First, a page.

Hydroelectric engineers find potential in centuries-old mine

Posted: December 19, 2016 by oldbrew in innovation
Tags: ,

Former US iron mine

Former US iron mine

Whatever the economics of this plan may be, it highlights the fact that lack of storage capacity is one of the serious drawbacks of renewable energy. Phys.org reporting.

Some look at an abandoned, centuries-old iron mine in New York’s Adirondacks and see a relic. An ambitious group of engineers sees the shafts in Mineville as a new way to provide a steady flow of electricity in a growing market for renewable energy.

They are pitching a plan to circulate some of the millions of gallons of groundwater that have flooded the mine shafts over the years to power an array of 100 hydroelectric turbines a half-mile underground.

They envision the operation as a solution for solar and wind power producers, who need ways to ensure an uninterrupted flow of energy when the sun isn’t shining and winds are still.

“Today, everyone’s recognizing that a critical part of our energy infrastructure is going to be storage,” said Jim Besha, head of Albany Engineering Corp., as he gave officials a tour of the mine site about 100 miles north of Albany. “You can think of it as a bank. If someone has excess solar energy, they would pay a fee to store it overnight.”

While logistically complex, the plan is at the same time incredibly simple: Engineers would drain roughly half of the water from the shafts and pump the remainder into an upper chamber. The water would then be released into a lower chamber, powering turbines and creating electricity. The turbines would be reversed to pump the water back up to repeat the process.

Technically, the pumped water is considered stored energy, to be released strategically when power is needed.The Mineville Pumped Storage Project still faces federal approvals and up to three years of construction, but it could become one of the first projects of its kind in the nation.

It also would mark a 21st century re-use of a mine that famously contributed iron for the first naval battle of the Revolutionary War on nearby Lake Champlain and was mined for the last time in 1971.

Underground projects using mines, caverns and excavated spaces have become attractive because of reduced environmental effects. In addition to Mineville, projects have been proposed for an abandoned mine and quarry in Elmhurst, Illinois, and underground caverns in Wiscasset, Maine.

Full report: Hydroelectric engineers find potential in centuries-old mine | Phys.org

  1. oldbrew says:

    Of course as Wikipedia says ‘the losses of the pumping process make the plant a net consumer of energy overall’.


  2. JB says:

    Same conclusion I came to in an English communications paper I wrote in college–1975. There I examined the idea of using wind power to lift water from an established farm well and pump it to the top of a nearby 300′ hill. After consideration of all the material investment, maintenance, and loses it was evident my idea was, as Hoyle put it, rubbish. Over the years since, variations on the theme yielded similar results using a pencil and the noggin.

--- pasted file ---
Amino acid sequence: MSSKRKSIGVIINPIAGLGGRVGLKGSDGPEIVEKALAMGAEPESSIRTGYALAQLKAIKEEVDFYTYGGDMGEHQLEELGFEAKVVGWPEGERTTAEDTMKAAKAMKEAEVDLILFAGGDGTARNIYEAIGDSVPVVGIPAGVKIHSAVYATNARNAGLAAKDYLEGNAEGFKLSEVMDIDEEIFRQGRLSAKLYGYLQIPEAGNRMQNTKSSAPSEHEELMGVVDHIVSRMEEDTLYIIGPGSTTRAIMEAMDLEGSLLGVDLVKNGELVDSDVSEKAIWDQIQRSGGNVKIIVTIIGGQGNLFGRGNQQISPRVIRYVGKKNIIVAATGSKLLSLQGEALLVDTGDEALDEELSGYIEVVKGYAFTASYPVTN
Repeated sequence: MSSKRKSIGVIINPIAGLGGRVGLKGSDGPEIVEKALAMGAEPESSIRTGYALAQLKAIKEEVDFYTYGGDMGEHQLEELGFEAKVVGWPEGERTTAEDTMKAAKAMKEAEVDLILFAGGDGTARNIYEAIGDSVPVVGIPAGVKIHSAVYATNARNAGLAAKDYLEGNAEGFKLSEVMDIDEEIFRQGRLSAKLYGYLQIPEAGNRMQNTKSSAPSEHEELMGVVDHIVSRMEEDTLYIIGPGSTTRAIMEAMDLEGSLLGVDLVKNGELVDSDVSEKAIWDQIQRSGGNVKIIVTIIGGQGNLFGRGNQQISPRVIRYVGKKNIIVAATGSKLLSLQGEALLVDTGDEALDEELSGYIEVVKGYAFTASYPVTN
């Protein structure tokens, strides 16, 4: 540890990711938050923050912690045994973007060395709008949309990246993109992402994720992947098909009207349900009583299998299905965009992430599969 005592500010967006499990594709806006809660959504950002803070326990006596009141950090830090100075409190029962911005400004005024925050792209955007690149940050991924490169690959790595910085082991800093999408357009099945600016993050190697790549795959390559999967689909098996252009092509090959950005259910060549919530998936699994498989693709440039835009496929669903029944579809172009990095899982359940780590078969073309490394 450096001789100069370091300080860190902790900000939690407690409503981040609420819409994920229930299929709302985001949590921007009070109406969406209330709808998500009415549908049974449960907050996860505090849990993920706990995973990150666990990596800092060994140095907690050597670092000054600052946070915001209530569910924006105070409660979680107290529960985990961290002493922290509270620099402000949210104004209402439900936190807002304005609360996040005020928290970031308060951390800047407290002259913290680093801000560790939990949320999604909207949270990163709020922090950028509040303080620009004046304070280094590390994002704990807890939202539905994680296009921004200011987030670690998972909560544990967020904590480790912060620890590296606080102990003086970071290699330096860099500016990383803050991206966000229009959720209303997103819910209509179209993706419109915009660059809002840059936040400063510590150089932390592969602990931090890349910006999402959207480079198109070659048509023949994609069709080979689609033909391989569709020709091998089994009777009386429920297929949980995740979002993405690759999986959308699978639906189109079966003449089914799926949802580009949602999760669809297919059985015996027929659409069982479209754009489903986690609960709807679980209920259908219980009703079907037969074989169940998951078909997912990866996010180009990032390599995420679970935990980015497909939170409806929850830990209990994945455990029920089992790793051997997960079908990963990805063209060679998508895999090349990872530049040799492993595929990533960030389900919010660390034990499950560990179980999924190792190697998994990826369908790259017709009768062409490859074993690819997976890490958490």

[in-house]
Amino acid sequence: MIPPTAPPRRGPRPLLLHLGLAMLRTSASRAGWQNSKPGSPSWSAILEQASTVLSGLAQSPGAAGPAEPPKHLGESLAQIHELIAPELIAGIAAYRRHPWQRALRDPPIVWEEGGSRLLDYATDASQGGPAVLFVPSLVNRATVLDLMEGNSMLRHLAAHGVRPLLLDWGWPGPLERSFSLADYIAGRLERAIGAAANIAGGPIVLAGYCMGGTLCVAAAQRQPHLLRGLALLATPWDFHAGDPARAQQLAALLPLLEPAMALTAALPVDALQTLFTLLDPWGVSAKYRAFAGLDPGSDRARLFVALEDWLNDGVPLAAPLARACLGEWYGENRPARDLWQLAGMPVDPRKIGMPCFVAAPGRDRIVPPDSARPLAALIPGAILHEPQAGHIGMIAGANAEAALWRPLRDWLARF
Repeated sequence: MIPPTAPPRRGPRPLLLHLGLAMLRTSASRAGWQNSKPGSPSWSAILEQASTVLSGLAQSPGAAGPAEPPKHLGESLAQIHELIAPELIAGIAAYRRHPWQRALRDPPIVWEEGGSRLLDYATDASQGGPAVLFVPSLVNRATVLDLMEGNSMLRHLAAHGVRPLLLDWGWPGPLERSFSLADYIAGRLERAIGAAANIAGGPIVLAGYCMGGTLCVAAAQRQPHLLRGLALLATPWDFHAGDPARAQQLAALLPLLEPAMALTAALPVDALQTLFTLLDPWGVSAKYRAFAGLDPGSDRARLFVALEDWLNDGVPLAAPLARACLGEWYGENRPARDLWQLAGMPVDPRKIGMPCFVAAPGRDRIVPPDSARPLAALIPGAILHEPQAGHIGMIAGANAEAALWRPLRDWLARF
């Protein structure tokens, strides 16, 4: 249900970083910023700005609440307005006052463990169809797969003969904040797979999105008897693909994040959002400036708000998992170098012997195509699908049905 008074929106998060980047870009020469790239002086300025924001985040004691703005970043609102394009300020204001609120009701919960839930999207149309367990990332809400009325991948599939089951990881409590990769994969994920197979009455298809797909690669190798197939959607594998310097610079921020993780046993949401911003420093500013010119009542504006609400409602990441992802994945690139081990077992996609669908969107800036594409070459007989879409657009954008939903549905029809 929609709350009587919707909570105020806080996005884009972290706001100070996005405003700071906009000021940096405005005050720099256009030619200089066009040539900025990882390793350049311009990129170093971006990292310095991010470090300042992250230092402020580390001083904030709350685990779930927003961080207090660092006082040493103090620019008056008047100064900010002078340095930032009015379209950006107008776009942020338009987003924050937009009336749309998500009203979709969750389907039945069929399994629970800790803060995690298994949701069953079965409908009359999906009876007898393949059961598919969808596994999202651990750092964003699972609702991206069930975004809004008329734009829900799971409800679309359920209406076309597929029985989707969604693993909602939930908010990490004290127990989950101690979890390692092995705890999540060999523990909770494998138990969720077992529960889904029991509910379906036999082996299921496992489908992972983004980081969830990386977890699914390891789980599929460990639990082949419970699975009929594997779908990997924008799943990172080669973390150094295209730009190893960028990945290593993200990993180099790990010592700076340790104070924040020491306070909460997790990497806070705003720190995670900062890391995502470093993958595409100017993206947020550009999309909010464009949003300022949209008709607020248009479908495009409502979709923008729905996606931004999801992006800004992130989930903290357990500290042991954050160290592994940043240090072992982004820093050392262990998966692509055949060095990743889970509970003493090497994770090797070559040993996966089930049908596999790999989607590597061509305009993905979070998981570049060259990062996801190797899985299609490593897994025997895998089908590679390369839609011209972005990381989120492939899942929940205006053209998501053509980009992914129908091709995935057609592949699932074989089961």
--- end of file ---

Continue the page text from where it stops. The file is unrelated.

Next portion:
I did not discover until decades later that Sir Fred had covered the same ground in his Energy or Extinction, published in 1977. Nice little book even the modestly technically minded should read.

  3. oldbrew says:

    Lubos Motl borrowed the idea of ‘Storing excess energy in trains’ but he was probably joking.

    The original of it was as he says the ‘Sisyphus Railroad’…

    ‘The train will go up or down the track depending on the needs of the California grid to which it will be linked. The developers claim an incredible 85-percent efficiency, according to Francesca Cava, an ARES spokeswoman. “That’s what you get with steel wheels on steel track,” she says.’


  4. Curious George says:

    Any storage has losses, be it an energy storage or a grain storage. That’s not an issue. The cost is an issue.

  5. oldmanK says:

    Quote oldbrew: “Is baseload an outdated concept?”

    In some circles baseload was thought as the draft mule of power generation. But by design it was inflexible when it comes to fast load changes, and inefficient away from it design point. So one was required to adapt the load to the plant, like using the washing machine and heater during the night when the load is light.

    However convenience – and new plant, along with new design review, made flexible plant with fast response more attractive. That apart from other financial considerations.

  6. Saighdear says:

    Crikey folks ! you can’t let them do that! if they let all that water out, it’ll raise sea levels! – just like what could happen when stored CO2 escapes BACK into the environment
    Phew! .. actually maybe quite a good idea….. the wonders of Engineering

  7. Joe basel says:

    According to the Electric Power Research Institute, pumped hydro storage accounts for more than 99% of bulk storage capacity worldwide, with around 127,000 MW installed. Of this, two of the world’s five largest pumped storage hydro projects are located in the US.

    Dominion Generation’s 3,000-MW Bath County Pumped Storage Station is the US’s and the world’s largest such project. Built between 1972 and 1985, its cost is about $533/kW. China and Japan have three of the next largest plants, with China’s two 2,400-MW pumped storage projects and Japan’s 1,932-MW installation. The world’s fifth largest is the 1872 MW Ludington pumped storage plant in Michigan, which is shared by Consumers Energy and Detroit Edison and operated by Consumers. Ludington, completed a decade before Bath County, cost just $168/kW.